Muslims feared that if both religions were to be brought together under a democratic system they would become ruled by Hindus. Rule by the majority would mean “the complete destruction of what is most precious in Islam” (Jinnah 217). This fear is the reason Muslims wanted to become their own nation to have their own territory, and their own state. This was exactly what Muhammad was advocating in his speech. India had been a British colony since the 1760’s that provided cotton, labor, and was also a market for British goods.

There had always been afflicting poverty in India however in the late 19th century there was growth of Indian intellectuals, education, nationalism, its economy, and communications. This growth lead to the formation of the Indian middles class as well as the growth of political organizations (Lecture). There was the Indian National Congress where its members proposed economic reforms and self-rule. Although the congress represented Muslims as well it was predominantly Hindu and because Muslims feared Hindu majority they began to withdraw from the Congress.

This resulted in the Muslim League where self-rule and democratic reforms were advocated. The hatred between Hindus and Muslims was one of India’s biggest problems. Each side had religious fanaticism that if populations were to mix there was violence between both sides. This feud created the two separate parties where the Congress party was led by Gandhi and the Muslim League was led by Muhammad Ali Jinnah (Lecture). Muhammad Ali joined the National Congress in 1906 and then the Muslim League in 1913.

Because he was a member of both organizations he served as an intermediary between both, however he abandoned the Congress because he opposed Gandhi’s campaign of civil disobedience and because they refused to support equal voting rights for the Muslim minority. Spite of that Muhammad continued to work for cooperation between both religions for one cause, India’s independence. Although he worked hard to mitigate the disagreements between Hindus and Muslims the violence between both groups convinced him that it was impossible to fix such a feud, and Muslims would have no future in an independent India.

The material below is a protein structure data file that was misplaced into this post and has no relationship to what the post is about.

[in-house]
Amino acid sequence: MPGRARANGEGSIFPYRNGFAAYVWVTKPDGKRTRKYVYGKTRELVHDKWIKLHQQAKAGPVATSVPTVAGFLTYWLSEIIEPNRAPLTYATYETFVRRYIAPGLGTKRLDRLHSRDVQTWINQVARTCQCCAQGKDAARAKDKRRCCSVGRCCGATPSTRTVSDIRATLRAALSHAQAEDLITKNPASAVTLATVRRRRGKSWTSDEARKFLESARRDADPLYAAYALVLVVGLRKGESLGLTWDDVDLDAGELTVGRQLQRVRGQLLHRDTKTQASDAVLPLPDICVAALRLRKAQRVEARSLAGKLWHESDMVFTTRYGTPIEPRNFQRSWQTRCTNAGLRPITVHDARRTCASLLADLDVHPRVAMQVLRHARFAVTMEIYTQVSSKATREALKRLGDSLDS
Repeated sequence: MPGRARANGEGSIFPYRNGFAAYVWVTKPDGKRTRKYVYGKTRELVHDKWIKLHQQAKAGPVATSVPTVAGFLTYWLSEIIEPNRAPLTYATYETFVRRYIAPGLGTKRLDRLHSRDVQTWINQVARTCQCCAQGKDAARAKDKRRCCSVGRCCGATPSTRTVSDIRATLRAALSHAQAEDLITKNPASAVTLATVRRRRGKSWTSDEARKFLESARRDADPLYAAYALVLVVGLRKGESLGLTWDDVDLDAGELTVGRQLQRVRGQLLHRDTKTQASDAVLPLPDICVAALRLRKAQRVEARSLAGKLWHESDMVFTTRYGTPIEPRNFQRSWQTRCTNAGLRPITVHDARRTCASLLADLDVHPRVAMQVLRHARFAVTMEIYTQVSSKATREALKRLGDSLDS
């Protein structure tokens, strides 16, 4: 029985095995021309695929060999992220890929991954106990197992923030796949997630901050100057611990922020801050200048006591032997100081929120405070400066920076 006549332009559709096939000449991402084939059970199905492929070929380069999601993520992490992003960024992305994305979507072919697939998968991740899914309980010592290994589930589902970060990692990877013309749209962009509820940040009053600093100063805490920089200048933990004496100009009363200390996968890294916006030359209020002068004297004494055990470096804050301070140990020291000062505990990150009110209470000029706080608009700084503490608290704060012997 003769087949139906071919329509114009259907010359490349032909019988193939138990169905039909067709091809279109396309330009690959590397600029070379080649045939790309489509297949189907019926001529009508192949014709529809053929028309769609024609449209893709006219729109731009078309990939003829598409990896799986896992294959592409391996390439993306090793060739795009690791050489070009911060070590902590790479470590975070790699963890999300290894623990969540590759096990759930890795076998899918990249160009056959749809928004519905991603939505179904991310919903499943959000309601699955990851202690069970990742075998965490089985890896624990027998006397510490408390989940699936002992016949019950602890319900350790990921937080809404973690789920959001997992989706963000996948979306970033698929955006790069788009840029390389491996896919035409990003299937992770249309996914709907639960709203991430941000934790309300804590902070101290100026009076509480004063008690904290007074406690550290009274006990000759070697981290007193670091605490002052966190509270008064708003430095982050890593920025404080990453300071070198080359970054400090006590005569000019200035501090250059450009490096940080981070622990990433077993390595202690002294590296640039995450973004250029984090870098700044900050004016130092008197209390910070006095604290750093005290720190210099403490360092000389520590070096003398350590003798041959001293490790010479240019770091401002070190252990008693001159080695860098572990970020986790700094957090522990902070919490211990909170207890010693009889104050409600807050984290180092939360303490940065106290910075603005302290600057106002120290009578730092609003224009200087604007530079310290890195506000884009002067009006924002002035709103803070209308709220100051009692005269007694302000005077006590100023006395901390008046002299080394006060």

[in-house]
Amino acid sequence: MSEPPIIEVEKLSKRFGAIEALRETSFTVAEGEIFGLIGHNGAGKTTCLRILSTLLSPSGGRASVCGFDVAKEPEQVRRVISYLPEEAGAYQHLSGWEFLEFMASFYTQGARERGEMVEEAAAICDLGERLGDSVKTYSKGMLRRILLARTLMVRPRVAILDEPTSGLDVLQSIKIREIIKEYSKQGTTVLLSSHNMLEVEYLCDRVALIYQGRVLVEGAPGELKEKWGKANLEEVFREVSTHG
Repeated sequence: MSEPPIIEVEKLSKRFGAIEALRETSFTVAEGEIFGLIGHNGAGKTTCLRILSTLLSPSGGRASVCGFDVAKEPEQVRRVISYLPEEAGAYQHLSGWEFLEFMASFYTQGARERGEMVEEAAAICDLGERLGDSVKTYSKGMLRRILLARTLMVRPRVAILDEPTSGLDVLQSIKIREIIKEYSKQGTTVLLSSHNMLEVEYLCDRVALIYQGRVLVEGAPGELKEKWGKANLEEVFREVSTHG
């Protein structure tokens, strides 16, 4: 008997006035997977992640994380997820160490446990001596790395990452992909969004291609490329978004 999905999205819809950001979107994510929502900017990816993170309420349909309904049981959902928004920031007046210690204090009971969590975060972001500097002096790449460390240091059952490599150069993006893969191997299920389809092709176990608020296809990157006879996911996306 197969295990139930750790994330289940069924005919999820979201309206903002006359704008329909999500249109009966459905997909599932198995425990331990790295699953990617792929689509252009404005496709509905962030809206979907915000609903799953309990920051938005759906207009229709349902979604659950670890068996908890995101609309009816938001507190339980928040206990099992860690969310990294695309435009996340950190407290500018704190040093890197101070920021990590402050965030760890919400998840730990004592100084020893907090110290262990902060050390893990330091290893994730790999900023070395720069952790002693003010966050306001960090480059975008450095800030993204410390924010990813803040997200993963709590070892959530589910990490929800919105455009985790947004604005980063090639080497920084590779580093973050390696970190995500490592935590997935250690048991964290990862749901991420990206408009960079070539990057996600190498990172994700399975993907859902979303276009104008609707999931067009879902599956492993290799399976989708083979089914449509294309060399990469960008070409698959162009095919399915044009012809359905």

Gandhi on the other hand was a Hindu and so therefore was part of the majority and was leader of the Congress. His main goal was to gain independence for India. But although he was Hindu he was a good person who had no hatred towards Muslims and truly believed in the possibility that both Hindus and Muslims could come together and merge into one nation. Being that both of these leaders are from opposing sides, and although there might have similar beliefs they each had different views in regards to the violence and hatred between Muslims and Hindus. These differing views can be seen in both Gandhi’s pamphlet and Muhammad’s speech.

At first both agreed with cooperation for the forward movement of independence, however both knew that it would be a difficult task. Gandhi’s pamphlet demonstrates that even with all the demonstrations of violence he never lost hope and always believed that both religions would someday come together as one. Muhammad’s speech on the other hand shows that unlike Gandhi he lost hope and realized it was impossible; Hindus and Muslims would never merge into one. Neither of them had hatred towards each other’s religion, both truly wanted for the cooperation and the end of the communal feuds but neither could break such a strong animosity.

The enmity between Muslims and Hindus was so strong that neither Muhammad nor Gandhi was able to get both sides to cooperate and get along with one another. Their pamphlet and speech both demonstrate their views and reactions towards the failed attempt for harmony between both sides. Both demonstrate their differing views, Gandhi thought it was possible to reach a consensus and merge into one nation, while Muhammad seemed more realistic and realized it was a lost cause for the Hindus and Muslims.